Perpetrators of violence in Nigeria will be denied visas for U.S.: Kerry

U.S. Secretary of State John Kerry (L) walks with Nigeria's President Goodluck Jonathan upon arriving at the State House in Lagos January 25, 2015. REUTERS/Akintunde Akinleye (Reuters)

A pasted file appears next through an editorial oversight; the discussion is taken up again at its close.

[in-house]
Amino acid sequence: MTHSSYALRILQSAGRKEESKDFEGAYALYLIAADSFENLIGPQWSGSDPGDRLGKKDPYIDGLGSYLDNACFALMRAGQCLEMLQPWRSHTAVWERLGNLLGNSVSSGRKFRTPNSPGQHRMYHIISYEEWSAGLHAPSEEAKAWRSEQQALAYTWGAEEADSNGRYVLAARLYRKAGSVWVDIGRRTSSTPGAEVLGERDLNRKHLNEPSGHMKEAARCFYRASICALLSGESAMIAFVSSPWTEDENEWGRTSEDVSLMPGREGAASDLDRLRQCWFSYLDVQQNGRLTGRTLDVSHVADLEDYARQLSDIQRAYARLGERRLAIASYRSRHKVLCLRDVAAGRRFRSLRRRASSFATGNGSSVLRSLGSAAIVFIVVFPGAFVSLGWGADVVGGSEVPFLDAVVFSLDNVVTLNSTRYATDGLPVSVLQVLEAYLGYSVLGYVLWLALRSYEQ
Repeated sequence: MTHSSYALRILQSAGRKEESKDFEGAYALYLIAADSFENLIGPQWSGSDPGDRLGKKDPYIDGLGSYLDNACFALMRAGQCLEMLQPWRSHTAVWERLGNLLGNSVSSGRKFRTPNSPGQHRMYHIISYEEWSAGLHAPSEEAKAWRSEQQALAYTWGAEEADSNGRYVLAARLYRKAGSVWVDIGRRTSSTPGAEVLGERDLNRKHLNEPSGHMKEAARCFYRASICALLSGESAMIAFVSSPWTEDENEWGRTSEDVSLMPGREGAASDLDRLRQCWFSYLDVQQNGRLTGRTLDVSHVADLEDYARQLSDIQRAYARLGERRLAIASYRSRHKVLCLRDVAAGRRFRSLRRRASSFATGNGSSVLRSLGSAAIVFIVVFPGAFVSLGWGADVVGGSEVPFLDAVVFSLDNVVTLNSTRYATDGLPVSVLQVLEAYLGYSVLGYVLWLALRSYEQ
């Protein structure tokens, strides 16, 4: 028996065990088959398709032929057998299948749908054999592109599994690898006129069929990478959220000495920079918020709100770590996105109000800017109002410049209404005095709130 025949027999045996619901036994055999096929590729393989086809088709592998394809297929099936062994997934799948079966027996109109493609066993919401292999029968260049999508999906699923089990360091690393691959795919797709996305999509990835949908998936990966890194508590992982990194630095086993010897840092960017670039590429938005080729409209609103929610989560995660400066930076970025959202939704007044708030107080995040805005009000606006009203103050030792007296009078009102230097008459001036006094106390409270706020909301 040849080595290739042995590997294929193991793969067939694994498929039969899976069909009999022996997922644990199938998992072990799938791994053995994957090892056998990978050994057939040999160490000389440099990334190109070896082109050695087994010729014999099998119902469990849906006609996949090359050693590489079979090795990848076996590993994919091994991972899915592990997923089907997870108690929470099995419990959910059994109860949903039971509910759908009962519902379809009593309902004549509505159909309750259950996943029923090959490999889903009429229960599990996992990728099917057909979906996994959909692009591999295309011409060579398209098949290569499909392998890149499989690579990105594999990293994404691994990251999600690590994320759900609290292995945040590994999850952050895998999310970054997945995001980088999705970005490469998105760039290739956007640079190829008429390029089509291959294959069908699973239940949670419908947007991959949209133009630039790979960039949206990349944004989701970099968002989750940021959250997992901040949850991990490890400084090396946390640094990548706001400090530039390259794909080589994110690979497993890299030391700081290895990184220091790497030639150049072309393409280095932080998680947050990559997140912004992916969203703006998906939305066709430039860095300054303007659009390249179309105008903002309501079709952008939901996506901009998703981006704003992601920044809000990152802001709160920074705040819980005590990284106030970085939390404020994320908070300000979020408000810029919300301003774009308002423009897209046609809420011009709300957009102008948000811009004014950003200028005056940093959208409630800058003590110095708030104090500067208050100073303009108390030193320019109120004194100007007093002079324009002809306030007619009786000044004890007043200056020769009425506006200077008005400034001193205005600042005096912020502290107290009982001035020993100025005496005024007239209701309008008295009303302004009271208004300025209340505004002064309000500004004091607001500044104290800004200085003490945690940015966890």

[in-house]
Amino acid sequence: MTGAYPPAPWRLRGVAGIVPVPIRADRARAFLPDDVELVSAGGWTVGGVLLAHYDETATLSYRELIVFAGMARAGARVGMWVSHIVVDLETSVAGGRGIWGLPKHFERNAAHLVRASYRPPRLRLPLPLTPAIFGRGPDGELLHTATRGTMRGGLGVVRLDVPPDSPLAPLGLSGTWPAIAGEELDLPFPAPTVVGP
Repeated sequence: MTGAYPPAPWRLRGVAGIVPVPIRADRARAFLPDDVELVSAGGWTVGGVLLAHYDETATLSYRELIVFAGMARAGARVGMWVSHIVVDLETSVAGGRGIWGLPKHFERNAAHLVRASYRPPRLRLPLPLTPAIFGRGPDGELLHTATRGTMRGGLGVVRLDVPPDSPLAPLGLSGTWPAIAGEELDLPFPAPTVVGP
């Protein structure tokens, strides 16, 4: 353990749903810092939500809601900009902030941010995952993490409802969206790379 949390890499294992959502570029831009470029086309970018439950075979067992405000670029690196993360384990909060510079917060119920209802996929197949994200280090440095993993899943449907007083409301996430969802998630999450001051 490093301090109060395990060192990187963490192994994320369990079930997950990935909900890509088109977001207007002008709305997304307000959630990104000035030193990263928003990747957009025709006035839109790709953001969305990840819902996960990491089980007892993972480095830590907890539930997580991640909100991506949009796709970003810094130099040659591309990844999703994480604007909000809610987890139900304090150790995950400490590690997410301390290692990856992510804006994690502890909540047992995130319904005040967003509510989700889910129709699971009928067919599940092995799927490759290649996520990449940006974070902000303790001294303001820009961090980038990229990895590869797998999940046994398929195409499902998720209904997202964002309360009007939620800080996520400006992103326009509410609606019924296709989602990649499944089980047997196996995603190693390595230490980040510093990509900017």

By Warren Strobel and Tim Cocks LAGOS (Reuters) - The United States will deny entry to anyone responsible for stoking violence during Nigeria's election next month, U.S. Secretary of State John Kerry said on Sunday, while urging the government not to delay the poll. Kerry was in Nigeria to urge its rival political camps to respect the outcome of a Feb. 14 presidential election. Washington is concerned that post-poll violence could undermine the stability of Africa's top oil producer and hamper efforts to tackle the Islamist militants of Boko Haram. "Given the stakes it's absolutely critical that these elections are conducted peacefully," Kerry told reporters in the commercial capital Lagos after meeting President Goodluck Jonathan and main opposition rival Muhammadu Buhari. In the last election in 2011, when Buhari lost to Jonathan, three days of rioting killed more than 800 people and displaced 65,000. "Nobody gains by violence, nobody gains by turning a political disagreement into a killing spree ... The proof will be in the actions that are taken in the course of the election and afterwards," Kerry said. Kerry's visit highlights the stakes for Washington in what is expected to be Nigeria's closest election since its 1999 transition from military rule. "Anyone who participates in, plans or calls for ... violence against the civilian population must be held accountable, including by ineligibility for an American visa," Kerry said. "Perpetrators of such violence would not be welcome in the United States of America." "It is imperative that Nigeria holds its elections on time," Kerry added, an apparent response to remarks from Nigeria's national security advisor Sambo Dasuki this week that the poll should be delayed to allow more time to distribute voter cards. He also phoned the electoral commission head Attahiru Jega to ask him to ensure the poll is credible and not to let the date slip, a State Department official who declined to be named. Kerry said the United States remained committed to helping Nigeria fight Boko Haram, which has killed thousands, kidnapped hundreds and displaced over a million people during its campaign to carve out an Islamic state in northeast Nigeria, Africa's most populous nation. How the election is conducted will affect the U.S. ability to assist Nigeria, Kerry said. Overnight Boko Haram attacked the main northeastern city of Maiduguri, leading to hours of fighting before Nigerian troops repelled the militants. (Editing by Gareth Jones)